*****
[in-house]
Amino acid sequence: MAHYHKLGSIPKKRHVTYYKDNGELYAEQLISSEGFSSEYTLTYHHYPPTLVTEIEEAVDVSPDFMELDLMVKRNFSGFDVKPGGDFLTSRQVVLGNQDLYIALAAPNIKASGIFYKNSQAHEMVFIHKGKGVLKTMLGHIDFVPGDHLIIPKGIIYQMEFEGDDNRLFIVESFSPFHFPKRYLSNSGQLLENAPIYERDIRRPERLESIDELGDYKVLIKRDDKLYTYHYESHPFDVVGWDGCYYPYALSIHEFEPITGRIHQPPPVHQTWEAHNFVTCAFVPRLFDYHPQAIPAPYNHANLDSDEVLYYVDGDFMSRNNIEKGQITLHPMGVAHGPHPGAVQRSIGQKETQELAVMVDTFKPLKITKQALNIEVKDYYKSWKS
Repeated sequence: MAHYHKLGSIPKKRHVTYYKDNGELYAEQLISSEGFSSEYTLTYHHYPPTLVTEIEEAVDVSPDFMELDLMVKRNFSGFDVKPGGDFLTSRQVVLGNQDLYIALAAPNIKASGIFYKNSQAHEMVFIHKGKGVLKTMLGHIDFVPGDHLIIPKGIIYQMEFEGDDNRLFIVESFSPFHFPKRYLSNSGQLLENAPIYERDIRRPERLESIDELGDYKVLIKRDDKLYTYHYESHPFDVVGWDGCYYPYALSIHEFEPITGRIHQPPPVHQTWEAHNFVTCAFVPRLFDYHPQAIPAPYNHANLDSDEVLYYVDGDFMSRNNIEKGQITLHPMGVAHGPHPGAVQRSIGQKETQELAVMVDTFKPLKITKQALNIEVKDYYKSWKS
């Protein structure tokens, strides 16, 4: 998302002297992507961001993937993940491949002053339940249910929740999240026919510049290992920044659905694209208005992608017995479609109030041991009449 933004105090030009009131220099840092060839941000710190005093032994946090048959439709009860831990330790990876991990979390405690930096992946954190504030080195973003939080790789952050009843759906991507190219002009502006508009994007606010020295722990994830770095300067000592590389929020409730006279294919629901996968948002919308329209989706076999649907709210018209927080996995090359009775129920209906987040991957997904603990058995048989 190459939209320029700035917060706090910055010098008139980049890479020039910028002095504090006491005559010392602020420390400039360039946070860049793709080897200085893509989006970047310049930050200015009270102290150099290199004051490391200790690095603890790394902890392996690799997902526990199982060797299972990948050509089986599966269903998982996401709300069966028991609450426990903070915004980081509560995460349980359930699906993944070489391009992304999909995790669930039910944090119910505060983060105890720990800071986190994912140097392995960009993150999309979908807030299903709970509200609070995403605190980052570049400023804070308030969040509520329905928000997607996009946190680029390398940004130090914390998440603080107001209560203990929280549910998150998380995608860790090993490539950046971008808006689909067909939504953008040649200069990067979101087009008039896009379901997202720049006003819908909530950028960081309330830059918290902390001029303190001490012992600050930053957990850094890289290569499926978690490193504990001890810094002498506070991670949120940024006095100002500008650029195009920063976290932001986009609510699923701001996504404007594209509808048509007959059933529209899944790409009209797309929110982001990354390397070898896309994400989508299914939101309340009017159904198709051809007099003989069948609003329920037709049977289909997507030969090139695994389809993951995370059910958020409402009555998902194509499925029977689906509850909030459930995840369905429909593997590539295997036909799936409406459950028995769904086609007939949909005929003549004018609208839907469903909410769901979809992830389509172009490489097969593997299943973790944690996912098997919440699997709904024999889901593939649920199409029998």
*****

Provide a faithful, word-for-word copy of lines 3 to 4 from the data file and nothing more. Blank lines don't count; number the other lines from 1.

Repeated sequence: MAHYHKLGSIPKKRHVTYYKDNGELYAEQLISSEGFSSEYTLTYHHYPPTLVTEIEEAVDVSPDFMELDLMVKRNFSGFDVKPGGDFLTSRQVVLGNQDLYIALAAPNIKASGIFYKNSQAHEMVFIHKGKGVLKTMLGHIDFVPGDHLIIPKGIIYQMEFEGDDNRLFIVESFSPFHFPKRYLSNSGQLLENAPIYERDIRRPERLESIDELGDYKVLIKRDDKLYTYHYESHPFDVVGWDGCYYPYALSIHEFEPITGRIHQPPPVHQTWEAHNFVTCAFVPRLFDYHPQAIPAPYNHANLDSDEVLYYVDGDFMSRNNIEKGQITLHPMGVAHGPHPGAVQRSIGQKETQELAVMVDTFKPLKITKQALNIEVKDYYKSWKS
């Protein structure tokens, strides 16, 4: 998302002297992507961001993937993940491949002053339940249910929740999240026919510049290992920044659905694209208005992608017995479609109030041991009449 933004105090030009009131220099840092060839941000710190005093032994946090048959439709009860831990330790990876991990979390405690930096992946954190504030080195973003939080790789952050009843759906991507190219002009502006508009994007606010020295722990994830770095300067000592590389929020409730006279294919629901996968948002919308329209989706076999649907709210018209927080996995090359009775129920209906987040991957997904603990058995048989 190459939209320029700035917060706090910055010098008139980049890479020039910028002095504090006491005559010392602020420390400039360039946070860049793709080897200085893509989006970047310049930050200015009270102290150099290199004051490391200790690095603890790394902890392996690799997902526990199982060797299972990948050509089986599966269903998982996401709300069966028991609450426990903070915004980081509560995460349980359930699906993944070489391009992304999909995790669930039910944090119910505060983060105890720990800071986190994912140097392995960009993150999309979908807030299903709970509200609070995403605190980052570049400023804070308030969040509520329905928000997607996009946190680029390398940004130090914390998440603080107001209560203990929280549910998150998380995608860790090993490539950046971008808006689909067909939504953008040649200069990067979101087009008039896009379901997202720049006003819908909530950028960081309330830059918290902390001029303190001490012992600050930053957990850094890289290569499926978690490193504990001890810094002498506070991670949120940024006095100002500008650029195009920063976290932001986009609510699923701001996504404007594209509808048509007959059933529209899944790409009209797309929110982001990354390397070898896309994400989508299914939101309340009017159904198709051809007099003989069948609003329920037709049977289909997507030969090139695994389809993951995370059910958020409402009555998902194509499925029977689906509850909030459930995840369905429909593997590539295997036909799936409406459950028995769904086609007939949909005929003549004018609208839907469903909410769901979809992830389509172009490489097969593997299943973790944690996912098997919440699997709904024999889901593939649920199409029998």